Friday, April 04, 2014

Contrast And Compare: Street Harassment Videos

When I read the comments to this UK Guardian street harassment video, which turns the tables, I remembered the Snickers bar video from Australia (more on that in an earlier post).

The Guardian video shows a woman approaching men in inappropriate ways (such as asking for a woman to serve her in a store because a woman would know more, natch, and by sexually harassing them).  The point of the video is an obvious one, to turn the tables on street harassment, to show how it might feel if the shoe is on the other foot.

But that cannot be done, actually, because the effect of street harassment is largely because of its drip-drip nature, because it happens over years and even over decades, even when you are coming back from your grandmother's funeral.  As several people in the comments pointed out, the reversal might feel like a joke or a compliment or something odd and potentially a little embarrassing.  But it will not give the actual flavor of real street harassment.

A large percentage of the comments to the video are about the unfairness of targeting men the way the video did, because the men targeted have not in any way been selected as men who practice harassment themselves.  Some ironically suggested that the next video should be about women beating up perfectly nice husbands, to turn the tables on wife-beating.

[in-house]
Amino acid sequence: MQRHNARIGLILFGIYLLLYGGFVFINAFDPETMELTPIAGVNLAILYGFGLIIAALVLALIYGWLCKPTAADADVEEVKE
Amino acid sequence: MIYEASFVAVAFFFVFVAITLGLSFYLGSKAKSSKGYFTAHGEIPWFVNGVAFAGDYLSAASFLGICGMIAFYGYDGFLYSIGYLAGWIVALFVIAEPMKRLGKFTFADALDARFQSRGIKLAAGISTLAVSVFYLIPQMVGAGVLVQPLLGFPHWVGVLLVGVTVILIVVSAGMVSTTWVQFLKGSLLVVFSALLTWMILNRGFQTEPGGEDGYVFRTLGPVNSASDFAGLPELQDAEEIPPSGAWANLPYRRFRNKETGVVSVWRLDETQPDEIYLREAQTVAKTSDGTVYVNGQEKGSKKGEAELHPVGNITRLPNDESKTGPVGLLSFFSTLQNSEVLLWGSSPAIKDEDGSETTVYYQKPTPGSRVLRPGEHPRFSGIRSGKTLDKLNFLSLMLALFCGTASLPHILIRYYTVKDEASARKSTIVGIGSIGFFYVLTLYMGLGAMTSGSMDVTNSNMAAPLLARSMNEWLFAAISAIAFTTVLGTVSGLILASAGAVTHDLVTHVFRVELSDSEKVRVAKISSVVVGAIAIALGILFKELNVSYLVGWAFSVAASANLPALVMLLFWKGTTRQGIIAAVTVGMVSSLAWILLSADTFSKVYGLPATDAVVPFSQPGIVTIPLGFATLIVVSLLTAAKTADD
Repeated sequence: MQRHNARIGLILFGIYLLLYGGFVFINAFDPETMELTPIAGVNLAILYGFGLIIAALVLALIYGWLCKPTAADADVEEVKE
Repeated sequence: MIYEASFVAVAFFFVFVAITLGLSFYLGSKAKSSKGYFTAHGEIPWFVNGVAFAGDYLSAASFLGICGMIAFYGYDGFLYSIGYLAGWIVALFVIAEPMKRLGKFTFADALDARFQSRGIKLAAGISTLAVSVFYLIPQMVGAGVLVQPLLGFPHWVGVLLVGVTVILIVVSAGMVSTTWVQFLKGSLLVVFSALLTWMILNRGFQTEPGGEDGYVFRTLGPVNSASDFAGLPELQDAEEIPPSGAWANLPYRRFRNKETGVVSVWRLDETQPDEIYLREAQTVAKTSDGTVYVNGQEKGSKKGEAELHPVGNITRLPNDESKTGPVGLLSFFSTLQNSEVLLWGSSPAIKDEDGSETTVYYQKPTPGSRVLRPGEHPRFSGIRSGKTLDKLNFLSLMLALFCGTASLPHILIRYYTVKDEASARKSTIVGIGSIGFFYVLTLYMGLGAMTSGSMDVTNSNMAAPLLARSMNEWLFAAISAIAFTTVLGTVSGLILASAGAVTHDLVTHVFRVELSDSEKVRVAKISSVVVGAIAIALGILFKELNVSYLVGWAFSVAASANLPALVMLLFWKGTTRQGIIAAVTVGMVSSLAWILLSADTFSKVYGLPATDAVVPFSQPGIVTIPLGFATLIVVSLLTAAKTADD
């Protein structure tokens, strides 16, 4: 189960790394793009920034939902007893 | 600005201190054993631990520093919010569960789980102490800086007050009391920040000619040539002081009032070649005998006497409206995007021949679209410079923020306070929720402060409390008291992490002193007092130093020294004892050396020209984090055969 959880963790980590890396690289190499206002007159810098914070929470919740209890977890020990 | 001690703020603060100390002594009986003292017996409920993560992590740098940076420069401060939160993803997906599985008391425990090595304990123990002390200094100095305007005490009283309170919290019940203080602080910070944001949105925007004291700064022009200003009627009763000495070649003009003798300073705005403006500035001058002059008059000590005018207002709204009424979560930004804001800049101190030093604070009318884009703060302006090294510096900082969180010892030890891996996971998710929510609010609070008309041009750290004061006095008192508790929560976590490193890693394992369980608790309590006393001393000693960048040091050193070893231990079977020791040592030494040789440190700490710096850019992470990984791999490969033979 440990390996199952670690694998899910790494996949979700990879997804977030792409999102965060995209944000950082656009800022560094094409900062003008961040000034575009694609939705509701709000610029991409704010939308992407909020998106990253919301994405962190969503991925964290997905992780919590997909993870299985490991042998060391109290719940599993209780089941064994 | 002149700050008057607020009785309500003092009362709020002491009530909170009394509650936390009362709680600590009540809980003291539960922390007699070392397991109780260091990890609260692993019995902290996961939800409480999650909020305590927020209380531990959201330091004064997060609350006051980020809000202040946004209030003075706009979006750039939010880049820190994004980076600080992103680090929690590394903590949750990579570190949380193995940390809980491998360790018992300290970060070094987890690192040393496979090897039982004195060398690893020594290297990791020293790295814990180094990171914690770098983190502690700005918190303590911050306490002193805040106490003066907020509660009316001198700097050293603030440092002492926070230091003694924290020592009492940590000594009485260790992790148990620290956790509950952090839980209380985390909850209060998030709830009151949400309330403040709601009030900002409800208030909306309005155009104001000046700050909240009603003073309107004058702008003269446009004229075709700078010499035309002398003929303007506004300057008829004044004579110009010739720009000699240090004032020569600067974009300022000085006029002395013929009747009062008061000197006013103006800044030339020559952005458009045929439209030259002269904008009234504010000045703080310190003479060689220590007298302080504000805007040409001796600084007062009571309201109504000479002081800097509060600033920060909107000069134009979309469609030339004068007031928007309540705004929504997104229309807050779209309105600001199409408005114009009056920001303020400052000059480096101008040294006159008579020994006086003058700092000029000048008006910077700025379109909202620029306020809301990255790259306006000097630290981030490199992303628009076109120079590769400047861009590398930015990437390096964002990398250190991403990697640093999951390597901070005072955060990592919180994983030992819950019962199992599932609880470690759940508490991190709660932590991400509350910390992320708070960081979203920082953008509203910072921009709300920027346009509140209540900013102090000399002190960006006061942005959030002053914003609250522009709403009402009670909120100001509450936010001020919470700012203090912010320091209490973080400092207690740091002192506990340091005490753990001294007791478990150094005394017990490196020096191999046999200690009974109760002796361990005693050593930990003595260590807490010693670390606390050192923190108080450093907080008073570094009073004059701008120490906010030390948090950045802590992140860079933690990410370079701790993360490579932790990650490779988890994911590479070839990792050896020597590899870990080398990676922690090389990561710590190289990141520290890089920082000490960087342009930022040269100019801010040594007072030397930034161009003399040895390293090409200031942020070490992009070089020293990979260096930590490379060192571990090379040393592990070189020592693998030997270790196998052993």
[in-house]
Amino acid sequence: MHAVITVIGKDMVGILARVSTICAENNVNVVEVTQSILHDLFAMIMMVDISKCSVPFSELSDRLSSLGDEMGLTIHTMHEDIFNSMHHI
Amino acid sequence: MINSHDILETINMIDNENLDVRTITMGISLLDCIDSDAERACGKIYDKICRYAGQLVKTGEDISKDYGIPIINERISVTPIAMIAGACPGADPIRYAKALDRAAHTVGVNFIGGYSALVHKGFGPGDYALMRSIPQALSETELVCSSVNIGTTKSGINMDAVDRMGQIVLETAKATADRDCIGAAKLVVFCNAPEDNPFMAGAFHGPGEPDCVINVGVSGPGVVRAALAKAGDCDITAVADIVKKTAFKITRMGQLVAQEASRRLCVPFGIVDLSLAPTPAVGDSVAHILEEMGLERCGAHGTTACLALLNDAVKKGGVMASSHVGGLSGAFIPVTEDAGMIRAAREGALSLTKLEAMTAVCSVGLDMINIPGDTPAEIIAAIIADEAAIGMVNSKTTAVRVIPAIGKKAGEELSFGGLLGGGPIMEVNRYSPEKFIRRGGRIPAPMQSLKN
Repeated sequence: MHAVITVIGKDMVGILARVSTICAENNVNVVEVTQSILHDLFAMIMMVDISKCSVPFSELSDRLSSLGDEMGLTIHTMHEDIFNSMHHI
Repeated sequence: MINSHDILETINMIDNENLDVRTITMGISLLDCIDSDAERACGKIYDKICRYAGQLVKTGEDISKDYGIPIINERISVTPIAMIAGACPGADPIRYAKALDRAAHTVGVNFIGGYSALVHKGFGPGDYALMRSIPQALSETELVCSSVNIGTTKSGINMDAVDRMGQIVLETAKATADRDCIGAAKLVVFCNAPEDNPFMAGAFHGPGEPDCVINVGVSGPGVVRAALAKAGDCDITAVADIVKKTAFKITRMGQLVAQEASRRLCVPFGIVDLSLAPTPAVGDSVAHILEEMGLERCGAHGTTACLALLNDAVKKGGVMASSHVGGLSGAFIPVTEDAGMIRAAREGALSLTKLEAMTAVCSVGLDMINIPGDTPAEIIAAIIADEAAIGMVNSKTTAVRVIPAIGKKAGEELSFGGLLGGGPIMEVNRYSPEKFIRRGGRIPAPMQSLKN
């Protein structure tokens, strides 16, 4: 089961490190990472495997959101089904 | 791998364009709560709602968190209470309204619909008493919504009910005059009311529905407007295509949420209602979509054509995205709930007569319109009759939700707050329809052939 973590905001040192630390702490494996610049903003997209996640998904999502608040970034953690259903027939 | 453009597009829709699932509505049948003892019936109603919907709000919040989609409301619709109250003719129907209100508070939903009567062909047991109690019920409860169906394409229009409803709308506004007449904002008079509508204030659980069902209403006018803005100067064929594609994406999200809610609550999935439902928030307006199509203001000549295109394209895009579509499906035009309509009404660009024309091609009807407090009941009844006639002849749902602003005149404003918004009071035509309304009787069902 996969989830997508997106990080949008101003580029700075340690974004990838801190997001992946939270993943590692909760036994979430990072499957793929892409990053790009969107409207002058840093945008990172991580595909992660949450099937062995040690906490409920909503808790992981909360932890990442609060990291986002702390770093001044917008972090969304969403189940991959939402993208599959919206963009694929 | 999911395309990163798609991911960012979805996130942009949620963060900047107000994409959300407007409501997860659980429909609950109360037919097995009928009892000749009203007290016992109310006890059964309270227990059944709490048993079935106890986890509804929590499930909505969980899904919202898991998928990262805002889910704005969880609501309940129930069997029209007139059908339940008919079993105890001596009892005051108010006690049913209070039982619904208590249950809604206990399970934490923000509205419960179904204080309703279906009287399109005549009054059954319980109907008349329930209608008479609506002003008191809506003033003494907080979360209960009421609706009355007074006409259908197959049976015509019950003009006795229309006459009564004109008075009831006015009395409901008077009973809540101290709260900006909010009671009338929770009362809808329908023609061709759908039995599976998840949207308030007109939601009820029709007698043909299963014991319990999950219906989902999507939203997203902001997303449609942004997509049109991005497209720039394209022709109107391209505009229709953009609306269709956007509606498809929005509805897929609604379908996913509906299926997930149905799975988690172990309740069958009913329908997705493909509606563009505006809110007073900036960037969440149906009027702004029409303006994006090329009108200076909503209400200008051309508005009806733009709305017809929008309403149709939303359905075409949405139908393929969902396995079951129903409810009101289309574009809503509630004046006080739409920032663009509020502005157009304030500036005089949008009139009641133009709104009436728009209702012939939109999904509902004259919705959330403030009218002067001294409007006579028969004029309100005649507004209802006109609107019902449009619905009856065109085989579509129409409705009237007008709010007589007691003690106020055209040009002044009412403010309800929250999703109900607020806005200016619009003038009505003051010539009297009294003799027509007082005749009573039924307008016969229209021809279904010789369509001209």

This is fascinating, especially because the women in the Snickers bar ad seem not to have been actors who knew what was happening*, except afterwards.  Yet when I read the comments to the YouTube video (some time ago) not a single person there worried about the treatment of those women in the video.  Rather, a lot of the expressed worry was about how the ad portrayed working-class men.

Now, all that doesn't mean anything much, except in the subtle sense of what we see in these types of cases and what registers to us, including to me.  And those who point out that turning the tables in the Guardian video just hurts innocent people and accuses all men of genetic guilt when it comes to street harassment obviously have that point (though not if they also argue that it was just a good laugh for the approached men, because that's not showing hurting).  Still, there's the reverse point that street harassment hurts innocent women and those women are not picked for it on any other ground but for the genetic guilt of being women.

*This is based on both how those women look when they are addressed,  this article, especially the first comment in it:
It seems the women were not actors, if this comment is to be believed:
"So I know one of the women involved. She gets shouted at by the actors, can’t quite hear what’s said, and then gets stopped by another random to sign a release form for the use of her likeness in the ad.
and this article:

Snickers is continuing with its ‘you’re not you when you’re hungry’ campaign, recruiting a group of actors posing as construction workers to stage a candid camera-style experiment to demonstrate the slogan. 
The group heckled passers by from a building site in central Melbourne but instead of the usual stereotypical comments, they shouted out empowering compliments including: “You want to hear a dirty word? Gender bias”.